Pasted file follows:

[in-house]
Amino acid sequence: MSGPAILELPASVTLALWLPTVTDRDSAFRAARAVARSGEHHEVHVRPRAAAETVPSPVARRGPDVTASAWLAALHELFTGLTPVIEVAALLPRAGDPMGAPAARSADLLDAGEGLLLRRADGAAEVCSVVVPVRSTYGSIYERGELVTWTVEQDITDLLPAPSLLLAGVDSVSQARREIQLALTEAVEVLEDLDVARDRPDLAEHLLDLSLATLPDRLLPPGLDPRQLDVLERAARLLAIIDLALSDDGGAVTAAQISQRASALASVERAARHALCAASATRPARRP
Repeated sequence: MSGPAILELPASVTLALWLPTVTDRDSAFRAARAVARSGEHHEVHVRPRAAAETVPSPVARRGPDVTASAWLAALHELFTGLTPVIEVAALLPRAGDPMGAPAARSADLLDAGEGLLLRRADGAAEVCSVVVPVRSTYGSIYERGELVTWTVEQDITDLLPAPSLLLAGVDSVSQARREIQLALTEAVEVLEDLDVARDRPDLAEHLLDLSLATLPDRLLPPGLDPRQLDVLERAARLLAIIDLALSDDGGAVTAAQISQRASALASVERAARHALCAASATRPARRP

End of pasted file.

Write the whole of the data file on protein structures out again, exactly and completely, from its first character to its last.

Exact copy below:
[in-house]
Amino acid sequence: MSGPAILELPASVTLALWLPTVTDRDSAFRAARAVARSGEHHEVHVRPRAAAETVPSPVARRGPDVTASAWLAALHELFTGLTPVIEVAALLPRAGDPMGAPAARSADLLDAGEGLLLRRADGAAEVCSVVVPVRSTYGSIYERGELVTWTVEQDITDLLPAPSLLLAGVDSVSQARREIQLALTEAVEVLEDLDVARDRPDLAEHLLDLSLATLPDRLLPPGLDPRQLDVLERAARLLAIIDLALSDDGGAVTAAQISQRASALASVERAARHALCAASATRPARRP
Repeated sequence: MSGPAILELPASVTLALWLPTVTDRDSAFRAARAVARSGEHHEVHVRPRAAAETVPSPVARRGPDVTASAWLAALHELFTGLTPVIEVAALLPRAGDPMGAPAARSADLLDAGEGLLLRRADGAAEVCSVVVPVRSTYGSIYERGELVTWTVEQDITDLLPAPSLLLAGVDSVSQARREIQLALTEAVEVLEDLDVARDRPDLAEHLLDLSLATLPDRLLPPGLDPRQLDVLERAARLLAIIDLALSDDGGAVTAAQISQRASALASVERAARHALCAASATRPARRP